||The premise of the volume is that under socialism national history was a battleground for the legitimization of the party-state. Communist regimes developed meta-narratives of the past based upon a synthesis of historical materialism and nationalist/patriotic motifs. Subsequently, during post-communism, as the screen of Marxism-Leninism has been lifted, a process of “coming to terms with the past” (Vergangenheitsbewältigung) began to unfold generating both domestic competing claims rooted in the politics of the present and antagonistic visions of the nation and its history in the Southeastern European regional context.
The book contains articles on each country in the region authored mainly by domestic scholars. Thus, one can get an idea of the overall patterns of dealing with the past and with the legacy of communist historical narratives in the area in the context of the often conflicting stances of nationalist discourses and the program for democratization. Ultimately, all contributions deal with the attempts to create a new historical consciousness, beyond communist instrumentalizations, sensitive to regional otherness and aiming to define a story form within counter-measuring the Balkanist stereotypes characteristic of the 1990s’ in Western academia and public space.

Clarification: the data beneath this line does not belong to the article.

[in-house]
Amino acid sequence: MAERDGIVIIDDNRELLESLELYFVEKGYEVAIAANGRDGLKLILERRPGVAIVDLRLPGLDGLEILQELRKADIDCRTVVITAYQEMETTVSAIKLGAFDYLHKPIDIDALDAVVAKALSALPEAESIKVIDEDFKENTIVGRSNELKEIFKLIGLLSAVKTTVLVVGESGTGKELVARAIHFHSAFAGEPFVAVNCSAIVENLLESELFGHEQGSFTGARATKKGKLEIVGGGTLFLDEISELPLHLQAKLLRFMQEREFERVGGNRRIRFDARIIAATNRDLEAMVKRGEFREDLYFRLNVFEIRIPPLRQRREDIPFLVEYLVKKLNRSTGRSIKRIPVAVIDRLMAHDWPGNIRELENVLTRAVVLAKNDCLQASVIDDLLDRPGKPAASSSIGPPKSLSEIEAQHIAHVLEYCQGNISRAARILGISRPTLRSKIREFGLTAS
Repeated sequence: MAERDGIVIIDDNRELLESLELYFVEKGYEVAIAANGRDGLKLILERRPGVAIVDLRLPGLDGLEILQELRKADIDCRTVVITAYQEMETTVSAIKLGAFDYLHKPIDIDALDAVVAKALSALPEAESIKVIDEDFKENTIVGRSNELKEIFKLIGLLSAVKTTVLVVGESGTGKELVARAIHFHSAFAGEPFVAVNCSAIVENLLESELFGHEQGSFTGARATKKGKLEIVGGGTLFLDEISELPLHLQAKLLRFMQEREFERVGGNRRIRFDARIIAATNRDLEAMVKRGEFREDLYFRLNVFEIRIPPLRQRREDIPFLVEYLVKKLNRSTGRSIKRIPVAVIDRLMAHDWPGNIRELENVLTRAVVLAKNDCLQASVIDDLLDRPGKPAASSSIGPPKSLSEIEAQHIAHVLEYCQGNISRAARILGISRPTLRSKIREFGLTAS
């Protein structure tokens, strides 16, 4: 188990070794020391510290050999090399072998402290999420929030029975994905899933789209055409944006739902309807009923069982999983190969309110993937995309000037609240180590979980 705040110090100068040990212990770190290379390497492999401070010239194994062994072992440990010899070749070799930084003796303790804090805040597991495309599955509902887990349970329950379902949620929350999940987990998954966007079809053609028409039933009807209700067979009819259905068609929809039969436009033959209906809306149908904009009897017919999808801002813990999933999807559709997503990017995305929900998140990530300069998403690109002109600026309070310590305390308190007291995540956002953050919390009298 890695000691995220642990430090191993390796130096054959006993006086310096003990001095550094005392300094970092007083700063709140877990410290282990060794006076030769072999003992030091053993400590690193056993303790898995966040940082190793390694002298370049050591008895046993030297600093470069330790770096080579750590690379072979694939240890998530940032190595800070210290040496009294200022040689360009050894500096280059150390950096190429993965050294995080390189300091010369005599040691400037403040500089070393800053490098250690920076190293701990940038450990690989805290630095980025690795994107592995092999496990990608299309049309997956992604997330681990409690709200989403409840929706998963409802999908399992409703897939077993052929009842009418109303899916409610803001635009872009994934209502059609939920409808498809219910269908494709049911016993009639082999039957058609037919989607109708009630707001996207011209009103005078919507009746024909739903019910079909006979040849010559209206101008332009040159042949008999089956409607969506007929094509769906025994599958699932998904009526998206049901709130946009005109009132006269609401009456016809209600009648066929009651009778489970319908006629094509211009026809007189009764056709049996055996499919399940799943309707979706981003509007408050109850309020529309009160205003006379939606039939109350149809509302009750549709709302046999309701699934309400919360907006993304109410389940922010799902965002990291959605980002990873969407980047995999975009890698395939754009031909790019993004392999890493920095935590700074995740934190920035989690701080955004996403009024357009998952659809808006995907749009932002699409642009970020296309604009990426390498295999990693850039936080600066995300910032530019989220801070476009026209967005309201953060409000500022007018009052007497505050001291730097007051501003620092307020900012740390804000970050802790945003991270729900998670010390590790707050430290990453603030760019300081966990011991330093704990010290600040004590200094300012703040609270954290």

All contributions also deal with the continuities with the comunist period in terms of methodology, topics, and academic communities. Historical scholarship became a cluster of political instrumentalizations determined by either socialist-period sedimentations (e.g., Romania, Bulgaria, Albania, Macedonia) or by nationalistic imperatives (e.g., Serbia, Croatia, Kosovo). The changes and variations within the historical field are highly dependent on the socio-political context, so further liberalization also generates alternatives for historical discourse dealing with the past on a wider range beyond the politics of national history.